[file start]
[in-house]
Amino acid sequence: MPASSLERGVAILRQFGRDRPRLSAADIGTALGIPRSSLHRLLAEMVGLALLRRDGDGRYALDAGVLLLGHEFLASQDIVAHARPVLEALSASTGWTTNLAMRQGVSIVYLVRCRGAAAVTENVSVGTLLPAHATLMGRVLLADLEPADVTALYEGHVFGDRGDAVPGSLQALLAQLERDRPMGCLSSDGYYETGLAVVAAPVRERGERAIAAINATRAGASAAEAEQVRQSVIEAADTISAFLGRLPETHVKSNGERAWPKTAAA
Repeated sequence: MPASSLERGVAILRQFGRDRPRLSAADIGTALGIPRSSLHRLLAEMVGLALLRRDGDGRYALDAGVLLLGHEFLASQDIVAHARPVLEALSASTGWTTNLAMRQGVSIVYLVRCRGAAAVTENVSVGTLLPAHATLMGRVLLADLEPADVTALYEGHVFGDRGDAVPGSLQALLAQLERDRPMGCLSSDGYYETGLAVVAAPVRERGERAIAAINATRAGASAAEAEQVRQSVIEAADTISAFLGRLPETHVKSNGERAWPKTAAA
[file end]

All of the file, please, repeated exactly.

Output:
[in-house]
Amino acid sequence: MPASSLERGVAILRQFGRDRPRLSAADIGTALGIPRSSLHRLLAEMVGLALLRRDGDGRYALDAGVLLLGHEFLASQDIVAHARPVLEALSASTGWTTNLAMRQGVSIVYLVRCRGAAAVTENVSVGTLLPAHATLMGRVLLADLEPADVTALYEGHVFGDRGDAVPGSLQALLAQLERDRPMGCLSSDGYYETGLAVVAAPVRERGERAIAAINATRAGASAAEAEQVRQSVIEAADTISAFLGRLPETHVKSNGERAWPKTAAA
Repeated sequence: MPASSLERGVAILRQFGRDRPRLSAADIGTALGIPRSSLHRLLAEMVGLALLRRDGDGRYALDAGVLLLGHEFLASQDIVAHARPVLEALSASTGWTTNLAMRQGVSIVYLVRCRGAAAVTENVSVGTLLPAHATLMGRVLLADLEPADVTALYEGHVFGDRGDAVPGSLQALLAQLERDRPMGCLSSDGYYETGLAVVAAPVRERGERAIAAINATRAGASAAEAEQVRQSVIEAADTISAFLGRLPETHVKSNGERAWPKTAAA